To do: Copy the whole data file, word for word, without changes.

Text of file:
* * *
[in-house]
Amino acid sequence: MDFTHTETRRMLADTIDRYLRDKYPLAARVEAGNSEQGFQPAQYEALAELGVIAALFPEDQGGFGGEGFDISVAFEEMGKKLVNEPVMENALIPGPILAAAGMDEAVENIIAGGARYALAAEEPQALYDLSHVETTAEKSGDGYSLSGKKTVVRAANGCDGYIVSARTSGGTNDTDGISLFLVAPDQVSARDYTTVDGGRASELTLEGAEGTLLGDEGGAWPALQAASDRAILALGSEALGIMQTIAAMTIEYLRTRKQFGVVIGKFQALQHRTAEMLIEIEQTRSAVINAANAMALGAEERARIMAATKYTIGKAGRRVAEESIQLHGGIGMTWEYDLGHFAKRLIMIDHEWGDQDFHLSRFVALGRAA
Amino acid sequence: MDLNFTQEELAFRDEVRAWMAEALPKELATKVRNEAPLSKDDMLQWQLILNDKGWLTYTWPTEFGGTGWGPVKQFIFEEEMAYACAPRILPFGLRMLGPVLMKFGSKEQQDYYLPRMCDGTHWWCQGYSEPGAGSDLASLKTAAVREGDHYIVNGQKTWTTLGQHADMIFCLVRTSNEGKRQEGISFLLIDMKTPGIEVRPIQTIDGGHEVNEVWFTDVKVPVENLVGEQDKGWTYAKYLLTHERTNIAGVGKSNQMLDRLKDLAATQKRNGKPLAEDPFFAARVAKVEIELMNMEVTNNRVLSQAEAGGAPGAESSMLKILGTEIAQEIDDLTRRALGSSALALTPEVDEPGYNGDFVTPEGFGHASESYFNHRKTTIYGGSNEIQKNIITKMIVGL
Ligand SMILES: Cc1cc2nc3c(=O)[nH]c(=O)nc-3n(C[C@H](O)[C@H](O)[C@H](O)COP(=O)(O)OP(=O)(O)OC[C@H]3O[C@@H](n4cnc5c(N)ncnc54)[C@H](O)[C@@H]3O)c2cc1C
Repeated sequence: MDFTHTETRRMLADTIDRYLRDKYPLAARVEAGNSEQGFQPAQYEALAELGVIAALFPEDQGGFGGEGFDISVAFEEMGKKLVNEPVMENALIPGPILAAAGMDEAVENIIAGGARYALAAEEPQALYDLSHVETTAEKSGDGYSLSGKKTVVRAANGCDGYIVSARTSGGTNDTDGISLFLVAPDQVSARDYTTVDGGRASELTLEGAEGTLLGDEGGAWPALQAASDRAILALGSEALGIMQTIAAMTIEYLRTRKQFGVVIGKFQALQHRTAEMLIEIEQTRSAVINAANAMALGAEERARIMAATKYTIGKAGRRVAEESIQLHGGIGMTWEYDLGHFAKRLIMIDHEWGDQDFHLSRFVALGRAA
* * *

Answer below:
[in-house]
Amino acid sequence: MDFTHTETRRMLADTIDRYLRDKYPLAARVEAGNSEQGFQPAQYEALAELGVIAALFPEDQGGFGGEGFDISVAFEEMGKKLVNEPVMENALIPGPILAAAGMDEAVENIIAGGARYALAAEEPQALYDLSHVETTAEKSGDGYSLSGKKTVVRAANGCDGYIVSARTSGGTNDTDGISLFLVAPDQVSARDYTTVDGGRASELTLEGAEGTLLGDEGGAWPALQAASDRAILALGSEALGIMQTIAAMTIEYLRTRKQFGVVIGKFQALQHRTAEMLIEIEQTRSAVINAANAMALGAEERARIMAATKYTIGKAGRRVAEESIQLHGGIGMTWEYDLGHFAKRLIMIDHEWGDQDFHLSRFVALGRAA
Amino acid sequence: MDLNFTQEELAFRDEVRAWMAEALPKELATKVRNEAPLSKDDMLQWQLILNDKGWLTYTWPTEFGGTGWGPVKQFIFEEEMAYACAPRILPFGLRMLGPVLMKFGSKEQQDYYLPRMCDGTHWWCQGYSEPGAGSDLASLKTAAVREGDHYIVNGQKTWTTLGQHADMIFCLVRTSNEGKRQEGISFLLIDMKTPGIEVRPIQTIDGGHEVNEVWFTDVKVPVENLVGEQDKGWTYAKYLLTHERTNIAGVGKSNQMLDRLKDLAATQKRNGKPLAEDPFFAARVAKVEIELMNMEVTNNRVLSQAEAGGAPGAESSMLKILGTEIAQEIDDLTRRALGSSALALTPEVDEPGYNGDFVTPEGFGHASESYFNHRKTTIYGGSNEIQKNIITKMIVGL
Ligand SMILES: Cc1cc2nc3c(=O)[nH]c(=O)nc-3n(C[C@H](O)[C@H](O)[C@H](O)COP(=O)(O)OP(=O)(O)OC[C@H]3O[C@@H](n4cnc5c(N)ncnc54)[C@H](O)[C@@H]3O)c2cc1C
Repeated sequence: MDFTHTETRRMLADTIDRYLRDKYPLAARVEAGNSEQGFQPAQYEALAELGVIAALFPEDQGGFGGEGFDISVAFEEMGKKLVNEPVMENALIPGPILAAAGMDEAVENIIAGGARYALAAEEPQALYDLSHVETTAEKSGDGYSLSGKKTVVRAANGCDGYIVSARTSGGTNDTDGISLFLVAPDQVSARDYTTVDGGRASELTLEGAEGTLLGDEGGAWPALQAASDRAILALGSEALGIMQTIAAMTIEYLRTRKQFGVVIGKFQALQHRTAEMLIEIEQTRSAVINAANAMALGAEERARIMAATKYTIGKAGRRVAEESIQLHGGIGMTWEYDLGHFAKRLIMIDHEWGDQDFHLSRFVALGRAA